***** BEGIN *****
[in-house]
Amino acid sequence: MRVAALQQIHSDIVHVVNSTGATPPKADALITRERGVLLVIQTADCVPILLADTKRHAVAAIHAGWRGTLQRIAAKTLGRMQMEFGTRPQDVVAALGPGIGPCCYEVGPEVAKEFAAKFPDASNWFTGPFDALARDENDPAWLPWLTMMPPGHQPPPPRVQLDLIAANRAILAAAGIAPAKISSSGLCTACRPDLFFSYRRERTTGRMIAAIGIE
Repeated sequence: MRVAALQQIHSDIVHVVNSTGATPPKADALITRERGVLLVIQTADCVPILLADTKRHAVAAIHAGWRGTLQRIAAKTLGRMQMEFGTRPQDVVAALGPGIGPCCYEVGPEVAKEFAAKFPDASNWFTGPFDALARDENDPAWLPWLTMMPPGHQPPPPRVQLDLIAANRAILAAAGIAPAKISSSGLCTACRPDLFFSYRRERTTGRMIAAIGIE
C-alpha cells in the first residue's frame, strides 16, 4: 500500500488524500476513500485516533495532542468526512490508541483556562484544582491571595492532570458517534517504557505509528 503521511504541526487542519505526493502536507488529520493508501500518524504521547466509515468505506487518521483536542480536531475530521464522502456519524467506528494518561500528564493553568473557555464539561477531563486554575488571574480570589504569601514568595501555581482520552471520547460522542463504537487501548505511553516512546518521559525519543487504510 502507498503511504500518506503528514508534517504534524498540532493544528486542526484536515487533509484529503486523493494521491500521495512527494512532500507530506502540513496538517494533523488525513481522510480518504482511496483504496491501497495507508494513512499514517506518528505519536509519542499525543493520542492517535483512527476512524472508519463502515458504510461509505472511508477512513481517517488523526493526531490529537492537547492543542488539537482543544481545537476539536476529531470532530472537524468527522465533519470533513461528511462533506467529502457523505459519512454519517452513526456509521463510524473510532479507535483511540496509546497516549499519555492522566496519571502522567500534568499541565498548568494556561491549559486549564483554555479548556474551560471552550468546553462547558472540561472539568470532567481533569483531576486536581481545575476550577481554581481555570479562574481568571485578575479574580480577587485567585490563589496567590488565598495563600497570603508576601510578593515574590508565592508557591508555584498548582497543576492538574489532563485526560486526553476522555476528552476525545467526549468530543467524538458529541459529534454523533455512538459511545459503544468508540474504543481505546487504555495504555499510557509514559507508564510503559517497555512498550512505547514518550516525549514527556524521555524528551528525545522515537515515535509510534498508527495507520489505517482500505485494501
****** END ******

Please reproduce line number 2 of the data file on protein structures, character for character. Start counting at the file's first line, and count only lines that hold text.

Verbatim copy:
Amino acid sequence: MRVAALQQIHSDIVHVVNSTGATPPKADALITRERGVLLVIQTADCVPILLADTKRHAVAAIHAGWRGTLQRIAAKTLGRMQMEFGTRPQDVVAALGPGIGPCCYEVGPEVAKEFAAKFPDASNWFTGPFDALARDENDPAWLPWLTMMPPGHQPPPPRVQLDLIAANRAILAAAGIAPAKISSSGLCTACRPDLFFSYRRERTTGRMIAAIGIE